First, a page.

Testing is a joke. All the Asian wheel companies have testing equipment and claim that their wheels are all tested and meet a standard. Based on my experience with Chinese companies (and there are many) they don’t understand the first thing about wheels much less how to test them. Remember, most of the factories have only been doing this for less than 10 years. Their technical people are all graduates of their universities, but most of them have never even driven a car, much less know anything about them. I doubt their universities have courses in wheel design, wheel testing or anything involving an automotive wheel. Their knowledge and experience is based on “monkey see, monkey do”, and what they’ve seen on the internet. I do believe they have classes in “how to copy anything, and make it cheaper”.

Other than technical people, the industry is flush with sales and marketing people. The day of the outside salesman is fast becoming extinct, because the internet is the now place to sell. Web sites are the new ego race. It is evident that the comments by some of the members of the ET Lug Nut) Task Group was proof that they had no clue about the purpose or history of the ET Lug Nut. A few buzz words like “shear point” and “torque value” would make one think they had some knowledge or technical background. By the way, what is “torque value”? Sounds very technical, so I would like to know what it means.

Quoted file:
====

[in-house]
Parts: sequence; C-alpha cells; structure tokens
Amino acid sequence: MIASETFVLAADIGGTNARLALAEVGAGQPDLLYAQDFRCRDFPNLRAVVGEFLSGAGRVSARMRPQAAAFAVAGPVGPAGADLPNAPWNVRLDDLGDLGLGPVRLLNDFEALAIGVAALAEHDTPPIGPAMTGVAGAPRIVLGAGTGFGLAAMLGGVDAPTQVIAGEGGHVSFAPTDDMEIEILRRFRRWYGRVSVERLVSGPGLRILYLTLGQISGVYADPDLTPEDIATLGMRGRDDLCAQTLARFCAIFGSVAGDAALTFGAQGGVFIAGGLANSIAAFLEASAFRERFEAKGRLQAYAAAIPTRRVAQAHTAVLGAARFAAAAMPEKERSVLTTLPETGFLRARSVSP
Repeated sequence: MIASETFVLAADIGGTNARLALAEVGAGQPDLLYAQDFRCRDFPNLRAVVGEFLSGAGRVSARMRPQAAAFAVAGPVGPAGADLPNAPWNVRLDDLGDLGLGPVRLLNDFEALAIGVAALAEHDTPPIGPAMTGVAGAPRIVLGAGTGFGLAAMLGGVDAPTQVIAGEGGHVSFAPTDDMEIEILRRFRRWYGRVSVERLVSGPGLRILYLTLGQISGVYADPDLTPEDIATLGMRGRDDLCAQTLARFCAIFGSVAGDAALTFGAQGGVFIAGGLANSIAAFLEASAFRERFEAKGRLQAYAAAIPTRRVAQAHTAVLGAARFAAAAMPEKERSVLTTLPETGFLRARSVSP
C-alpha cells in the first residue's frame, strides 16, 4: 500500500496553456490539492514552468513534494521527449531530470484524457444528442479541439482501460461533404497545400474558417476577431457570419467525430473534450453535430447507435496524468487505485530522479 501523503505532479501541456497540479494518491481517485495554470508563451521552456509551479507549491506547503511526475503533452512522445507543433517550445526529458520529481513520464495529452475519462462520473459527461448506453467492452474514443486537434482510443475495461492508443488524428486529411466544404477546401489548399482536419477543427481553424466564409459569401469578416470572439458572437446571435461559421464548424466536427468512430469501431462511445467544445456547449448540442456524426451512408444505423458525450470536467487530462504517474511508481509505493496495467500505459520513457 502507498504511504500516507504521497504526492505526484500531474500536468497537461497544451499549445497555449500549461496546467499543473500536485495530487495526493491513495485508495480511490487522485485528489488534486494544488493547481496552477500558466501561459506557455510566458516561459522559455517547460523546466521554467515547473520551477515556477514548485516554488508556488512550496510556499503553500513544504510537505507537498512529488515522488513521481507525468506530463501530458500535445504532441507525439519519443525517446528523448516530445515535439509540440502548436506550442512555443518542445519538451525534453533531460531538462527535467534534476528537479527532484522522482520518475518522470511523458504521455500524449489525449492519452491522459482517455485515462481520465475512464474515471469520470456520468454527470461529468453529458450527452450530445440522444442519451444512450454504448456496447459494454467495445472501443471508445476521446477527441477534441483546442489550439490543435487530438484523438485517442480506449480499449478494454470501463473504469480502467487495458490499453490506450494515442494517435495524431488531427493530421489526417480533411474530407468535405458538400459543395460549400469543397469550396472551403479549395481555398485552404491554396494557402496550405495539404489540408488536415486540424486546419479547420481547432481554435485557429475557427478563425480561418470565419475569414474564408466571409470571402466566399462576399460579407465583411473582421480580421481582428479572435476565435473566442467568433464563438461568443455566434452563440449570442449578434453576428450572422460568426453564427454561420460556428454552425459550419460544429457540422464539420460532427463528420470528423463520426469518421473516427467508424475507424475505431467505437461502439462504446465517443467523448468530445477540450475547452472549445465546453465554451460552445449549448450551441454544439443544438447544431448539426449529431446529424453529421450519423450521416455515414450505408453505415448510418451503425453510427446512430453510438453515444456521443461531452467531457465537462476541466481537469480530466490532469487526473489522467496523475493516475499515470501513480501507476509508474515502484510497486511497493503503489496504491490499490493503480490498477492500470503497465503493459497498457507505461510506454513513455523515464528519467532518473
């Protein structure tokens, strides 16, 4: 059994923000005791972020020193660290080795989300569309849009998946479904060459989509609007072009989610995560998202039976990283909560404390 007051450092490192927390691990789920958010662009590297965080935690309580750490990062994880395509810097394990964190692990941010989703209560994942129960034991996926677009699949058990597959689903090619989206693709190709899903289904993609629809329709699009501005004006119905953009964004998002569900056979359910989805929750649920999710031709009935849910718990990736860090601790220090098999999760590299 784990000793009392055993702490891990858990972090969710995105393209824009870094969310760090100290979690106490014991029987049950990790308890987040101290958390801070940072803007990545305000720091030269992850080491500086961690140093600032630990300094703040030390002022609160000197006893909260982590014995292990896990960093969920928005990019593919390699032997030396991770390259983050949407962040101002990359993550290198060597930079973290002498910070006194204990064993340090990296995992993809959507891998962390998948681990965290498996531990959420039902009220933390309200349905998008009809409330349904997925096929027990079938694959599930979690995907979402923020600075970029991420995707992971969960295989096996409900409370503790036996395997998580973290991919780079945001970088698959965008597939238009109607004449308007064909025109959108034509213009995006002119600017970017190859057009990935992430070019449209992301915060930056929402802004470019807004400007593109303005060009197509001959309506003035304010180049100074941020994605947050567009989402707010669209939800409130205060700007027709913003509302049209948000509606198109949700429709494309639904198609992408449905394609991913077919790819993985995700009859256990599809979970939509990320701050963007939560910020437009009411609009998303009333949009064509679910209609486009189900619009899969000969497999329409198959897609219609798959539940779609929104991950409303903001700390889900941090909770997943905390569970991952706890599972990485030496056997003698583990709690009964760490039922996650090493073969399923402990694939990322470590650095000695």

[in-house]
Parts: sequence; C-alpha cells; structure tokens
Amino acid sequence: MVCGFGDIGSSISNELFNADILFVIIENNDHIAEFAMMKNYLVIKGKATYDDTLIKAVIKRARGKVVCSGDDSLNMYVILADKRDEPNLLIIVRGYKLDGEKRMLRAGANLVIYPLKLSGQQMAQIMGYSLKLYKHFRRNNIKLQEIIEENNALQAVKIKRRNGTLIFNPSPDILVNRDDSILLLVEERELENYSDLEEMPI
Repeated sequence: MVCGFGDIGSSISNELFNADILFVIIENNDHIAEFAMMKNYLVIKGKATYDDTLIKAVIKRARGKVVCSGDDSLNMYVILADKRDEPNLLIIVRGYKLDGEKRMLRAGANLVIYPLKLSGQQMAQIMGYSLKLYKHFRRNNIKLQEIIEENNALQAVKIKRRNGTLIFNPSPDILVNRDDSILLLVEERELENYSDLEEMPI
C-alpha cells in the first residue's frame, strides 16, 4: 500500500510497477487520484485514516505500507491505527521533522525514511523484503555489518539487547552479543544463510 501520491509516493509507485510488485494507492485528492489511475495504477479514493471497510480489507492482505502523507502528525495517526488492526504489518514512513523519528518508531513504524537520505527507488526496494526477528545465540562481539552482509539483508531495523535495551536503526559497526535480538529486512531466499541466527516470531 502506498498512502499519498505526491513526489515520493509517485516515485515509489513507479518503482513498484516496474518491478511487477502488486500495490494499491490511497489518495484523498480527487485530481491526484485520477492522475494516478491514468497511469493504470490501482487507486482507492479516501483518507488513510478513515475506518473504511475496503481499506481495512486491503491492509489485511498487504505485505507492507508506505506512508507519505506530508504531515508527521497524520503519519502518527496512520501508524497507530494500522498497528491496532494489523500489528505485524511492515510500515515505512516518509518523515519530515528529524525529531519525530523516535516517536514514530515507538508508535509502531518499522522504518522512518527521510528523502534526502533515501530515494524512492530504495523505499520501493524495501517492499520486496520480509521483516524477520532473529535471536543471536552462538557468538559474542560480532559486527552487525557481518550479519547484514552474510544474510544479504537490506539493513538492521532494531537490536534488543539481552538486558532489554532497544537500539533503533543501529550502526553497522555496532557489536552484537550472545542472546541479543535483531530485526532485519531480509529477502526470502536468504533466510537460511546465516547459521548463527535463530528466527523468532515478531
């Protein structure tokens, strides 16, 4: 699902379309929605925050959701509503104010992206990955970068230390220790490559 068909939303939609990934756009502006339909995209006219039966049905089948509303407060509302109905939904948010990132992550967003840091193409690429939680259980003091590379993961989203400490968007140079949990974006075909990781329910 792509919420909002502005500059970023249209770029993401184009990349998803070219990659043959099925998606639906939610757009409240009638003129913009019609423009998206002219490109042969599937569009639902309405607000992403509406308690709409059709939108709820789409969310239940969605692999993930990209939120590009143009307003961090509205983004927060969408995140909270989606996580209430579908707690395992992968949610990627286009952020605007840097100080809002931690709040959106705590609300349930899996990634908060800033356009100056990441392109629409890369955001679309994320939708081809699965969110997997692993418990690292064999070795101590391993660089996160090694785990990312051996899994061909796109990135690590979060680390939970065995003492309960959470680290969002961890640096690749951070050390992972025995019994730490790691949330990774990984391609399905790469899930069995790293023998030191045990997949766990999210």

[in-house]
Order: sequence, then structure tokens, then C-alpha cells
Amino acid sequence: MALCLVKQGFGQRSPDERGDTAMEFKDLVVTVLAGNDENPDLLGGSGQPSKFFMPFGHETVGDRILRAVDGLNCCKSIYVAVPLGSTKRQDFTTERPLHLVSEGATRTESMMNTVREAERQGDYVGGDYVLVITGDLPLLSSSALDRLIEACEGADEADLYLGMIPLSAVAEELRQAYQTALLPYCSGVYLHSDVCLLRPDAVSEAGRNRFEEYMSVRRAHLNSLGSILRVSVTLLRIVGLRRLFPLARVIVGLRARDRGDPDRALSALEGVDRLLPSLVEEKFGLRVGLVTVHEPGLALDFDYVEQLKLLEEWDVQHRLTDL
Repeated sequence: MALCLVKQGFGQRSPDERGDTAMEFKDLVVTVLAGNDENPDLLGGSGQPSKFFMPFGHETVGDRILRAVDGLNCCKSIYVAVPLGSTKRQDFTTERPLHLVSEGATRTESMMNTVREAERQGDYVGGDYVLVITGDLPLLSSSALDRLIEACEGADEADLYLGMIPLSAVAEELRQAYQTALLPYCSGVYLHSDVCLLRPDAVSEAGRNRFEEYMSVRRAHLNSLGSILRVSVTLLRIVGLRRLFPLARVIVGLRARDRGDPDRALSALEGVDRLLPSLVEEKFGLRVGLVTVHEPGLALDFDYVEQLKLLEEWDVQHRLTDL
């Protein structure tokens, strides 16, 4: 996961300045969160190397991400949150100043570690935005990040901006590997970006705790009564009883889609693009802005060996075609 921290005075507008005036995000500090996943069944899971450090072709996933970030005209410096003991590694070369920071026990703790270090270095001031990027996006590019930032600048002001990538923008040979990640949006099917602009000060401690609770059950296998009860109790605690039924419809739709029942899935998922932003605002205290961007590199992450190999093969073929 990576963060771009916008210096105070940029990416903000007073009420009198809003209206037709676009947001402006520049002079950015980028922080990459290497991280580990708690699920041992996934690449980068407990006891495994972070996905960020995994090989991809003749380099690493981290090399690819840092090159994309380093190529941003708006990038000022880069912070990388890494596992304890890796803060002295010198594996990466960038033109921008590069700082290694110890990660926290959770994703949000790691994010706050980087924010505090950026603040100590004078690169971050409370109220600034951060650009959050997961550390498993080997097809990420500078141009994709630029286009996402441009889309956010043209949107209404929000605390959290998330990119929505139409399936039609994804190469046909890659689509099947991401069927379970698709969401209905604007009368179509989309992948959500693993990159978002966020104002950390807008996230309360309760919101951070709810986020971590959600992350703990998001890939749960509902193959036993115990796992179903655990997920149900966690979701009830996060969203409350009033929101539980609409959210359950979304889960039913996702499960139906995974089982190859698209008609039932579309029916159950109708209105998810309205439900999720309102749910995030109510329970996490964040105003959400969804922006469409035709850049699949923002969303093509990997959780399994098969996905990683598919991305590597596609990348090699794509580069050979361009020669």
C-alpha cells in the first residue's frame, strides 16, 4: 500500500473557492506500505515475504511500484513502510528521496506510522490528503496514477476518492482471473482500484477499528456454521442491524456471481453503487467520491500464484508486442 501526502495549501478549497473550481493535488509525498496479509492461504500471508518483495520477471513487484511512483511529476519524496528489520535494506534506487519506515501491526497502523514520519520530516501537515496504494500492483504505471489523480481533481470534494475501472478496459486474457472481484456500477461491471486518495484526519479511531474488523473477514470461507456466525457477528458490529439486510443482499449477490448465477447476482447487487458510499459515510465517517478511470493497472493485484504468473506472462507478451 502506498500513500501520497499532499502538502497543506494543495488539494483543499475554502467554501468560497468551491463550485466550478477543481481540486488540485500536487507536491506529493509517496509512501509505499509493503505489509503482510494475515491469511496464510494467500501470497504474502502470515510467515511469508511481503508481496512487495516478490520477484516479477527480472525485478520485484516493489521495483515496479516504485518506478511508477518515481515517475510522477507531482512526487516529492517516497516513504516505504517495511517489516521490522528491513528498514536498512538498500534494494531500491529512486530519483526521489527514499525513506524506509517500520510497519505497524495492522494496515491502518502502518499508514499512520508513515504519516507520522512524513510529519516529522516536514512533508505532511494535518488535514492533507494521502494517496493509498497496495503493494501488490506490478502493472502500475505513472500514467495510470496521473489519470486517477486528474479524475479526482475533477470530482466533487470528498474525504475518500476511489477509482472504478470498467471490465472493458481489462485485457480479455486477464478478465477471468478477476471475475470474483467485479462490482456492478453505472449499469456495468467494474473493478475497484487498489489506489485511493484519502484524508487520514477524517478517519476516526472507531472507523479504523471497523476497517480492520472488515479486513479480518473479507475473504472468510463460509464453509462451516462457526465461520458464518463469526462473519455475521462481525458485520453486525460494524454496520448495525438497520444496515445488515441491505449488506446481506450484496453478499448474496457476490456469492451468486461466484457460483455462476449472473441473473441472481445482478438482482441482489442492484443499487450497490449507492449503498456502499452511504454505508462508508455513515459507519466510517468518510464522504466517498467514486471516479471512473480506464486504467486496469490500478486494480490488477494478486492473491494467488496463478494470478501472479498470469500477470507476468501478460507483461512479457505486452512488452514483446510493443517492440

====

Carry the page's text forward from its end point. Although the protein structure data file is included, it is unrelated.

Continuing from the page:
As for Fitments and Applications, that’s a bigger joke than testing. There are now a few companies that are offering fitment and application information for those companies that don’t have their own staff that goes out and actually checks brake caliper configurations, hub sizes, bolt patterns, offsets and fender clearances. I’ve seen some of this information and have seen a phrase or term that is called the “X Factor”. I’ve been told that that is the brake caliper clearance or condition that is used to determine the configuration of the back side of a wheel in order to assure there is no interference between the wheel and the brake system. I’ve designed a lot of wheels and can say from experience that to insure proper and ample brake clearance, I had to actually measure and chart the true configuration of the brake caliper in relation to the mounting surface of the wheel. I’m guessing that the “X Factor” is based on 3 conditions: